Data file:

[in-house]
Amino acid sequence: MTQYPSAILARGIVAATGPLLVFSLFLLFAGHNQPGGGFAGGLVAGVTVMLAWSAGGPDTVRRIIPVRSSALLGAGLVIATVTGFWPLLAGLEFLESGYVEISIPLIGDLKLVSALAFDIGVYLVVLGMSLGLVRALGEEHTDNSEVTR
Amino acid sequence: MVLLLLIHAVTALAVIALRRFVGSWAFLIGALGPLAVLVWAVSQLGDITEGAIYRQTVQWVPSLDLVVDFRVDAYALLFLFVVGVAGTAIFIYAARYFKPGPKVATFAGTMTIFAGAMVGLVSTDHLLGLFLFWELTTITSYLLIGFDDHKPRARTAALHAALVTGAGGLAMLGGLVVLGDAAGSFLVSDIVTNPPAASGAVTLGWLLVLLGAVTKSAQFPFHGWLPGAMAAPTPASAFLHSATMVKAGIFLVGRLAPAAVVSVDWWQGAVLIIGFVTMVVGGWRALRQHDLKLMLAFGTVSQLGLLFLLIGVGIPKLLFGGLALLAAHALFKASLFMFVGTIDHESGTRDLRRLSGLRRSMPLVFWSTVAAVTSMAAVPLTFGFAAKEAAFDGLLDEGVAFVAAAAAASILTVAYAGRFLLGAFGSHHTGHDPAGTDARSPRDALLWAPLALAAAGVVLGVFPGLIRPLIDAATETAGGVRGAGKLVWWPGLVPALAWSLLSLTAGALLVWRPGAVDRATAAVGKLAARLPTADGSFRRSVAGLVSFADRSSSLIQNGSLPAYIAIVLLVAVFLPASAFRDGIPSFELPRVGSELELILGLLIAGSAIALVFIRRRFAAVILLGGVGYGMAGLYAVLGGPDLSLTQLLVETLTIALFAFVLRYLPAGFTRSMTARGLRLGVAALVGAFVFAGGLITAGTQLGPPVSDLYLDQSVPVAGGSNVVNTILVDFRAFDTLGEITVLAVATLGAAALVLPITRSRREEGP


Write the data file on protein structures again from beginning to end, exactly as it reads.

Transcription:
[in-house]
Amino acid sequence: MTQYPSAILARGIVAATGPLLVFSLFLLFAGHNQPGGGFAGGLVAGVTVMLAWSAGGPDTVRRIIPVRSSALLGAGLVIATVTGFWPLLAGLEFLESGYVEISIPLIGDLKLVSALAFDIGVYLVVLGMSLGLVRALGEEHTDNSEVTR
Amino acid sequence: MVLLLLIHAVTALAVIALRRFVGSWAFLIGALGPLAVLVWAVSQLGDITEGAIYRQTVQWVPSLDLVVDFRVDAYALLFLFVVGVAGTAIFIYAARYFKPGPKVATFAGTMTIFAGAMVGLVSTDHLLGLFLFWELTTITSYLLIGFDDHKPRARTAALHAALVTGAGGLAMLGGLVVLGDAAGSFLVSDIVTNPPAASGAVTLGWLLVLLGAVTKSAQFPFHGWLPGAMAAPTPASAFLHSATMVKAGIFLVGRLAPAAVVSVDWWQGAVLIIGFVTMVVGGWRALRQHDLKLMLAFGTVSQLGLLFLLIGVGIPKLLFGGLALLAAHALFKASLFMFVGTIDHESGTRDLRRLSGLRRSMPLVFWSTVAAVTSMAAVPLTFGFAAKEAAFDGLLDEGVAFVAAAAAASILTVAYAGRFLLGAFGSHHTGHDPAGTDARSPRDALLWAPLALAAAGVVLGVFPGLIRPLIDAATETAGGVRGAGKLVWWPGLVPALAWSLLSLTAGALLVWRPGAVDRATAAVGKLAARLPTADGSFRRSVAGLVSFADRSSSLIQNGSLPAYIAIVLLVAVFLPASAFRDGIPSFELPRVGSELELILGLLIAGSAIALVFIRRRFAAVILLGGVGYGMAGLYAVLGGPDLSLTQLLVETLTIALFAFVLRYLPAGFTRSMTARGLRLGVAALVGAFVFAGGLITAGTQLGPPVSDLYLDQSVPVAGGSNVVNTILVDFRAFDTLGEITVLAVATLGAAALVLPITRSRREEGP